Those were the days.

Sushi Shmushi

Today I was thinking about my grandmother, the one who cooked hams and put Franco American gravy on her brisket, but who spoke Yiddish like a banshee and tied red ribbons to everything when my son, her first great-grandchild, was born, just like she put a penny in my shoe and used a teeny tiny safety pin to attach a red bow to my bra strap on my wedding day.

 Tuh Tuh Tuh.

And then I remembered Chopped Herring and how she loved it and set it out with Ritz crackers for company.  So I thought I would post a recipe for chopped herring here, in honor of my grandmother on the birthday of her only great-granddaughter. 

I found this easy Chopped Herring recipe at Totally Jewish dot com.

Enjoy!

Chopped Herring (serves 6)

Sushi, shmushi! If it’s raw fish you fancy, try out Ethel’s totally traditional recipe for chopped herring.

Ingredients:
6 herrings
3 large eating apples
4 hard-boiled eggs
1 large onion
1 tablespoon of sugar, or to taste

Method:
Finely chop one egg and set it aside. Place the remaining ingredients in a food processor until all ingredients are chopped.

Spoon into serving bowl and sprinkle remaining chopped egg on top.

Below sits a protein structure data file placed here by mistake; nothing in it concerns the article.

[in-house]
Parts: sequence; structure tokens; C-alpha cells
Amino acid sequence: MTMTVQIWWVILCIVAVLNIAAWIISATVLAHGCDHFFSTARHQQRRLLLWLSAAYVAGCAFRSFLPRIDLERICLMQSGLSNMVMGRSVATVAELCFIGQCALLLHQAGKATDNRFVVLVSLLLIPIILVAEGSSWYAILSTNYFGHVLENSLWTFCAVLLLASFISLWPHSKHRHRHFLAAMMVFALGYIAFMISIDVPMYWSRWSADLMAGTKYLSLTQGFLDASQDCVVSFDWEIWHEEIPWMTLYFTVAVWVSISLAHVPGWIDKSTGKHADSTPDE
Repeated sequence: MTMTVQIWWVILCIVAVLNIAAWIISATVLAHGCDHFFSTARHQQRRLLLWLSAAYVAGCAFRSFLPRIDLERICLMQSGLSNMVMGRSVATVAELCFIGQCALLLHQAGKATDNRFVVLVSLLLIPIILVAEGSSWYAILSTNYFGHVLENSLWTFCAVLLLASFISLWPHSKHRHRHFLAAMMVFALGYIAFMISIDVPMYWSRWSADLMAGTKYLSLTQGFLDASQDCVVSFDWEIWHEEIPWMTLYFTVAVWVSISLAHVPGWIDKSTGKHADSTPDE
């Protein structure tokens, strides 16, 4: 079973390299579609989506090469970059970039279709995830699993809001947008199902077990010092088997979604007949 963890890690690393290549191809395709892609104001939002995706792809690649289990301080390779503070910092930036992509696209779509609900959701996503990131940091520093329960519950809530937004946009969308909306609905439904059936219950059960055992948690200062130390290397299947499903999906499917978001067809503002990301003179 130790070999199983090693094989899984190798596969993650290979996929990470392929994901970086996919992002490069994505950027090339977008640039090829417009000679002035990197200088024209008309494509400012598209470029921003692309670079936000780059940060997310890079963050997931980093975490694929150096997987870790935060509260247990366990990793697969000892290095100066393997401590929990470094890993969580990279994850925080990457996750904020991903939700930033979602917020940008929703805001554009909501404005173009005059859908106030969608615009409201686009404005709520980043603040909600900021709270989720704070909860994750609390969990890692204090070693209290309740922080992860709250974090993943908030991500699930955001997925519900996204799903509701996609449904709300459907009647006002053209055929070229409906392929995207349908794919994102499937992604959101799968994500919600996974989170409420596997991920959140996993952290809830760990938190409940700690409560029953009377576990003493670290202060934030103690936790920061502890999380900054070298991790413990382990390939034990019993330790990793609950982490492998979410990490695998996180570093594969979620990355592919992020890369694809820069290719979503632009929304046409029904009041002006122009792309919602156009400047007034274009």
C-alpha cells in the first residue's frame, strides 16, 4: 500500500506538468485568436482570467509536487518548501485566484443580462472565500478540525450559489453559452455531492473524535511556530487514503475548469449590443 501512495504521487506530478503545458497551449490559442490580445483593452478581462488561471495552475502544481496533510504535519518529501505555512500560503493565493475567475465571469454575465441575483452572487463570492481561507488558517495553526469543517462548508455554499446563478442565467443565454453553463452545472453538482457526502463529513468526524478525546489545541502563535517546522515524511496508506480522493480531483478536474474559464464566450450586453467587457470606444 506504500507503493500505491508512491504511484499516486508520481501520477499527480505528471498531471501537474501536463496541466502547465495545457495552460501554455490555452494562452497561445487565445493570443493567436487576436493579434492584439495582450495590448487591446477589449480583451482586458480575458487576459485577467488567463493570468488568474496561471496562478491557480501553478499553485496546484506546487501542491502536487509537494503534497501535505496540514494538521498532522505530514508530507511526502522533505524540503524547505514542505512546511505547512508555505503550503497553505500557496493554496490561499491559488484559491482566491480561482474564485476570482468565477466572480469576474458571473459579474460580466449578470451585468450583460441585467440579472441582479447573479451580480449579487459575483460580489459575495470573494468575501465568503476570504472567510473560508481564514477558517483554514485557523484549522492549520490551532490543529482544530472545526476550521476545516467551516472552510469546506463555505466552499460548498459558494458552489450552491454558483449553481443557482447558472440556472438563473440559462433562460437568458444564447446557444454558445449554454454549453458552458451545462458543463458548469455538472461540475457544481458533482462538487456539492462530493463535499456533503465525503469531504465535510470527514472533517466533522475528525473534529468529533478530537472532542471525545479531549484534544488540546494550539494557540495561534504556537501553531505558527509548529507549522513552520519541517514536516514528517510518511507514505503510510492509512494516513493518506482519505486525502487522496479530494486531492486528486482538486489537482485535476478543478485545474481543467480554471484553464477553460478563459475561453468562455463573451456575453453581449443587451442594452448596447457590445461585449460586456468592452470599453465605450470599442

Erev Everything

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Tomorrow my daughter will be twelve and in our house that means tonight is officially: Erev Birthday

Our family Erev celebrations were born out of humor as well as necessity. 

It all started a few years ago, the night before Mother’s Day.  Always looking for a way to finagle a backrub out of one of my kids, I decided that since we are Jewish, that every holiday is a Jewish holiday.  Therefore, since Jewish holidays begin at sundown, and since being Jewish makes all holidays Jewish, that all holidays start the night before!  Hence, the Erev Mother’s Day backrub that no one could argue with.

Tonight’s Erev Birthday celebration is not so self-serving.  Tomorrow I’ll wake up my daughter, give her breakfast (who are we kidding, she makes her own breakfast), drive her to camp, kiss her good-bye and spend the rest of the day doing ordinary, non-birthday things because she is heading to her favorite huge stomach dropping amusement park with her camp group.  She’ll leave at 9 a.m. and return home at 9 p.m., which obstensibly leaves me out of the birthday loop. 

It will be one the best days of her summer, because at twelve there is nothing better than a day with friends and an upside down roller coaster.  

And I would never even suggest or think she should stay home with me on her birthday, but I do want her to catapult into twelve having already had a fabulous celebration, with us.  Ok, maybe that is a little self-serving.

Tonight we’ll grill steak at her request, eat cake and sing happy birthday, her brother chiming in reluctantly.  

Of course, at 12, she gets it.  She is happy to start her birthday celebrations as early as possible and she’d drag them out until the end of August if I’d let her. 

How time flies. 

* * *

When my daughter turned four we had her Chuckie Cheese birthday party a week before her birthday.   Then, when she woke up to “happy birthdays” on the actual day of her birth a week later, she thought she was turning five!